Most departments require three letters of recommendation, preferably from an academic source, such a professor or a department head. These letters are extremely important. Make sure to only ask people that you know well and who will be willing to “sing your praises.” If you have taken a substantial amount of time off between earning your undergraduate degree and applying to a graduate program, it may be possible to submit letters from business associates, community involvement associates, and/or your current employer. It is best, however, to have at least one academic recommendation. You might consider taking classes at a local college as a graduate, non-degree seeking student, which will give you a pool of professors to request letters from. It’s important to follow up with your recommenders. Confirm that they have submitted their letters, and then call each department and make sure the letters have been received. For advice on how to request a letter of recommendation see the a sample letter see Model for Writing a Reference Request Letter on the Purdue OWL. See also, The Purdue OWL's Graduate Schools Application: Letters of Recommendation resource.
The Statement of Purpose
The statement of purpose is perhaps the most important, and most challenging, element of your application packet. This letter needs to reflect who you are and why you would be an asset to the program you are applying to. It needs to make you stand out from the hundreds of other applicants; and, yet you must stay within the genre-based expectations for a statement of purpose. It’s a delicate balancing act. You need to start drafting your personal statement months before it is due, customizing it for each program you are applying to. For more information see the Tailoring Employment Documents resources on the Purdue OWL. Also see the Personal Statement Vidcast on the OWL @ Purdue YouTube Channel.
Some programs will want a sample of your academic writing. Depending on the program you’re applying for, your writing sample could include: a work of fiction, a poem, a screenplay, a newspaper article, an analytical paper, or a portion of your thesis. It’s essential that you submit your very best work. It’s also important to turn in exactly what is requested. If they want a ten-page writing sample and your best paper is fifteen pages, you’ll need to cut five pages. Don’t turn it in "as-is" and hope for the best.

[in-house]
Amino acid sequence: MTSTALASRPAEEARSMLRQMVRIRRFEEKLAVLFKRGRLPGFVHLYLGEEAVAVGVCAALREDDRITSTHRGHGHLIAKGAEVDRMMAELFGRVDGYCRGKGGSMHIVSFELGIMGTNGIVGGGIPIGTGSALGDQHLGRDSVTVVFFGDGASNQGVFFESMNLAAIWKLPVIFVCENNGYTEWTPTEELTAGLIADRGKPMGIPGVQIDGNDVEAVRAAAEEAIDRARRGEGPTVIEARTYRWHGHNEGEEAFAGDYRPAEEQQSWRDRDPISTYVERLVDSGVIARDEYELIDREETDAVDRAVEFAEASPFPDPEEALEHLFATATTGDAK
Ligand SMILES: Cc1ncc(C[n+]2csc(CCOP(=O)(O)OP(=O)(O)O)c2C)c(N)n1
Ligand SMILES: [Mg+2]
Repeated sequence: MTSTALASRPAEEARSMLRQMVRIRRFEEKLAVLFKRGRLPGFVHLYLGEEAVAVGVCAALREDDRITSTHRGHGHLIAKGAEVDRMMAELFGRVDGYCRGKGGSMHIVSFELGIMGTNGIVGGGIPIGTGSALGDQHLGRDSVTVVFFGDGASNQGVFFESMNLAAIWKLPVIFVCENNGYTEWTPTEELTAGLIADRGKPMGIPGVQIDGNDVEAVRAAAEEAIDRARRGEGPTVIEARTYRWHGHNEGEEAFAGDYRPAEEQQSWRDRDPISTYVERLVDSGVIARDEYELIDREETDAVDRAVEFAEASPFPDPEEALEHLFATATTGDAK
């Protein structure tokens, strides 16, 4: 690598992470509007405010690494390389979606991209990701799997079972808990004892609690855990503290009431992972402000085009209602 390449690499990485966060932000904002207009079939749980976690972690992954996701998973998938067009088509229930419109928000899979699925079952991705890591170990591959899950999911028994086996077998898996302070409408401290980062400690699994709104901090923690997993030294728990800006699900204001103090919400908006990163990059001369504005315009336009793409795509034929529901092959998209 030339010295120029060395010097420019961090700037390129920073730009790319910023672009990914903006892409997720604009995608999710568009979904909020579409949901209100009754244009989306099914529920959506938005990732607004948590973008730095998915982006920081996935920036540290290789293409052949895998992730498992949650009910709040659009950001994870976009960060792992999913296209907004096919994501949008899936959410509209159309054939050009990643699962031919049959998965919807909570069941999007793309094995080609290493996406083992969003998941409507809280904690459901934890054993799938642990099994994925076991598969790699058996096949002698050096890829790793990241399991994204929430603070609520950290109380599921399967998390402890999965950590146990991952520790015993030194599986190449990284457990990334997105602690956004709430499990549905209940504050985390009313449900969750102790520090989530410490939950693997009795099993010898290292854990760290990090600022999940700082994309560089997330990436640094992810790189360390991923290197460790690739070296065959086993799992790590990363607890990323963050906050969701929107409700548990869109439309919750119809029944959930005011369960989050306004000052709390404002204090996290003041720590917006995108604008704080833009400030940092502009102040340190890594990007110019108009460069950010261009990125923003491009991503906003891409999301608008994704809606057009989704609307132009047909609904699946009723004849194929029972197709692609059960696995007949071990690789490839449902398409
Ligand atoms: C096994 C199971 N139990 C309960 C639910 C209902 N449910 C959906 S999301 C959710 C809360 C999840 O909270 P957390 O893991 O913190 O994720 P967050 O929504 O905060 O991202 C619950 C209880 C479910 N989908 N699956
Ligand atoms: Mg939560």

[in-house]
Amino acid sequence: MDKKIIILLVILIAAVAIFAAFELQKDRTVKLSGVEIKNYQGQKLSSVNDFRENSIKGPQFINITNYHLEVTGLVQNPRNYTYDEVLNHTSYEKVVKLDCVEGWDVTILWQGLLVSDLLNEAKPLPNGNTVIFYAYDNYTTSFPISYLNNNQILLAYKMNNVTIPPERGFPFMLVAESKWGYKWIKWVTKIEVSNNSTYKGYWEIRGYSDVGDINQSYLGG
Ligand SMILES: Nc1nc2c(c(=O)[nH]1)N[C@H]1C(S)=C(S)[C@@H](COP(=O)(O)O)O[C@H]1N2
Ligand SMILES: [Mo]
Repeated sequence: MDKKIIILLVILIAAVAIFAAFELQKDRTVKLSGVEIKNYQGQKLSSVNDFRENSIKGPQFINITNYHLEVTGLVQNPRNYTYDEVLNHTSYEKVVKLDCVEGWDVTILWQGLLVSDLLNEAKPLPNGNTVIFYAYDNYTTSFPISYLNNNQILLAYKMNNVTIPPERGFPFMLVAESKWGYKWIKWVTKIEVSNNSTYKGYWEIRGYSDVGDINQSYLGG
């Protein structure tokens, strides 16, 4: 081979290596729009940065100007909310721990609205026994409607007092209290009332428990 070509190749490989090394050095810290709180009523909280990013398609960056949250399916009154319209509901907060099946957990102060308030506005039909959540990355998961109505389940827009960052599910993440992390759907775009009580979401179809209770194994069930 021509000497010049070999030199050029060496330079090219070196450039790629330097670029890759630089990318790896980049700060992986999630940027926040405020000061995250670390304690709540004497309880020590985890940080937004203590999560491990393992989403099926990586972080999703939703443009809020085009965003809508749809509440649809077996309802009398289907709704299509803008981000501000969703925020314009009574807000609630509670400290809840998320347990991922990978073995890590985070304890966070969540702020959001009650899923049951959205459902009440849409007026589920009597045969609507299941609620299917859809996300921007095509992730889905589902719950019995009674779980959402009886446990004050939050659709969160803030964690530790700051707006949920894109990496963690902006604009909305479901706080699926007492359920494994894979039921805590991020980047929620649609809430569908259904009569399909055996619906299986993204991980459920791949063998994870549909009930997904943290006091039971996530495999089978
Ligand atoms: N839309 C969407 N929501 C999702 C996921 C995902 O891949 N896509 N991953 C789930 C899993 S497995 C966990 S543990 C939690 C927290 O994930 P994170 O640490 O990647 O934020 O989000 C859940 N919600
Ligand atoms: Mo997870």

Curriculum Vitae or CV
Acurriculum vita, or CV, is much like a resume that tells the story of your academic life. A CV should include: contact information, education, publications, professional presentations, honors and awards, teaching experience, research skills and experience, pertinent work experience, and references--typically in that order.
Unlike a resume your CV should be longer than one page and only include information that pertains to your academic career. Worked at McDonalds while an undergraduate? Unless you’re applying for a restaurant management program, you shouldn’t include this on your CV. However, if you served as a research assistant at your university library, you can almost certainly turn this experience into a solid line on your CV.
At this stage in your academic career you probably don’t have a stellar CV. Don’t worry! Graduate school is where you’ll earn the important lines, such as teaching experience and publications. Don’t pad your CV with experiences not connected to academia and never include high school awards or experiences. It’s better to have a short, honest, and professional document than one cluttered with long-ago achievements and off-topic diversions that will only make you look desperate.
For information on how to write a CV see Writing the Curriculum Vitae.
About the GRE. Educational Testing Service, 2012. Web. 2 July 2012.